Everyone loves a bargain and it’s even better if it involves eating and drinking your fill and paying very little for the privilege.
So you can imagine my delight when I came away from the Northumberland Fayre Night at the Hog’s Head Inn last Tuesday £20 lighter, but having enjoyed two courses (both me and dining companion) and a bottle of wine.
Now the eagle-eyed regular readers of the Eating Out column will spot that my colleague already reviewed Alnwick’s newest inn, giving it eight out of 10.
But I felt that the selection of winter deals on offer warranted a return trip.
And I wasn’t disappointed, certainly not on value for money.
All I knew about the night before I went was the offer itself – two courses and a bottle of house wine for two people for £20.
Sounds good already, but I was expecting to choose my food from a reduced or special menu.
There are no such limitations though, we were able to choose any starter and main or any main and dessert, including from the specials board.
Add a nice bottle of wine and it’s a very cheap night out for two.
The previous review talked about what the pub is like inside, so there’s no need to go into it again, other than to say that it was a very cosy venue for a wet and windy weeknight.
And I was impressed with the number of people who were there. It was not full by any means (it can cater for 150 diners), but it was very far from the empty scene with tumbleweed that you come to expect in some places during the week.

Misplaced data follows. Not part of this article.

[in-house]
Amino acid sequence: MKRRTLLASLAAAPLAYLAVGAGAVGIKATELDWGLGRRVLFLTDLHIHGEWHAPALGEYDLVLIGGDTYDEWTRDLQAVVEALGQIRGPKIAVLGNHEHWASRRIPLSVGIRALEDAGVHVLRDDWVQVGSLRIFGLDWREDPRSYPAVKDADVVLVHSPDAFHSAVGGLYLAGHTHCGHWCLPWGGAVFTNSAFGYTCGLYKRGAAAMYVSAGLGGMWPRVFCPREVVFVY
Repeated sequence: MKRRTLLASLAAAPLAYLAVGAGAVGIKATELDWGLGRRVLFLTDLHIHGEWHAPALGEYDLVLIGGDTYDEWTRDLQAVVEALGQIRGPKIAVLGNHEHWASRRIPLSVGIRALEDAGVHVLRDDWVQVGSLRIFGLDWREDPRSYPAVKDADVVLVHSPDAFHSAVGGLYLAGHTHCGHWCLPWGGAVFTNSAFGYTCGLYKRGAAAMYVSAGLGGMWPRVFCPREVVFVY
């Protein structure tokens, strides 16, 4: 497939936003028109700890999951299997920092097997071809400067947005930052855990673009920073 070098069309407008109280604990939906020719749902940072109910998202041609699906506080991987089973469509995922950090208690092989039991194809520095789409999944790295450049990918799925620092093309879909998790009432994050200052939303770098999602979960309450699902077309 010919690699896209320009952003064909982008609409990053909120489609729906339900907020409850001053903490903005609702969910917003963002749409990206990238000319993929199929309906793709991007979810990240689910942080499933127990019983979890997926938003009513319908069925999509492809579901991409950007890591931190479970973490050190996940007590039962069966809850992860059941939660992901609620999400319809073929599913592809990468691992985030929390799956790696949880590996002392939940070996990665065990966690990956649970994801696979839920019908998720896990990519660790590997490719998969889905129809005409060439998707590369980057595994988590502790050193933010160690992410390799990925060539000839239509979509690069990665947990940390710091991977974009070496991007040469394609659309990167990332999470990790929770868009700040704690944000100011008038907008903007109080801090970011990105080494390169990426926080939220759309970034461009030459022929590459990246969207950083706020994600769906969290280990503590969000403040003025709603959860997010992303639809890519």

So on to the food, and having been given carte blanche to order anything from the menu or specials, I made sure I made the most of it.
I started with the bacon, stilton and mushroom melt (£5.45), which came on top of a toasted muffin, accompanied by a salad with a tangy mustard dressing.
The combination is a classic and it worked very nicely to get my tastebuds tingling.
The portion size, too, was good with not too much bread, but a generous topping of bacon and cheese.
On the other side of the table were the tempura thai prawns (£5.95), daintily served in a metal basket and served with a sweet chilli dipping sauce.
The batter was light and crispy, but I thought the prawns were just slightly underdone.
The sauce was well-balanced with an initial sticky sweetness, before the chilli heat kicks in afterwards.
On to the main event and while the menu offers a good selection of pub favourites, the specials board really caught the eye.
I chose the haunch of venison (£14.95) while my companion went for the chicken and black pudding (£10.95).
The other selections were pan-seared lamb rump served with garlic and thyme roast potatoes and red cabbage (£15.95) and salmon linguine with a parmesan and garlic muffin (£13.95).
The venison was delicious – I asked for medium rare and I got it so the meat was tender and pink.
It was accompanied by haggis, which was subtly meaty with a perfect peppery kick, while the roast potatoes and green beans were nicely done, not just slapped on the plate as accompaniment.
Bearing in mind we paid £20 for the entire meal, getting away with venison for a main at £14.95 felt like a steal. I felt guilty...almost.
The chicken and black pudding was nicely cooked and the pepper sauce it was covered in bound it all together in spicy goodness.
The wine we washed it all down with was an Australian shiraz and very palatable, not at all an old bottle of rubbish plonk that they wanted to offload.
The only slightly disappointing thing was that while the night was billed as Northumberland Fayre, much of the menu and all of the specials made no reference to the provenance of the meat or fish.
Was I eating Northumberland Estates venison from just around the corner? Sadly I don’t know.
It must be said though, that the inn’s website does promise that all of the food uses ‘ North East ingredients wherever possible’.
You order your meals and drinks at the bar, but the waitresses working were prompt and efficient at bringing the food and clearing the tables, despite quite a busy room on their hands.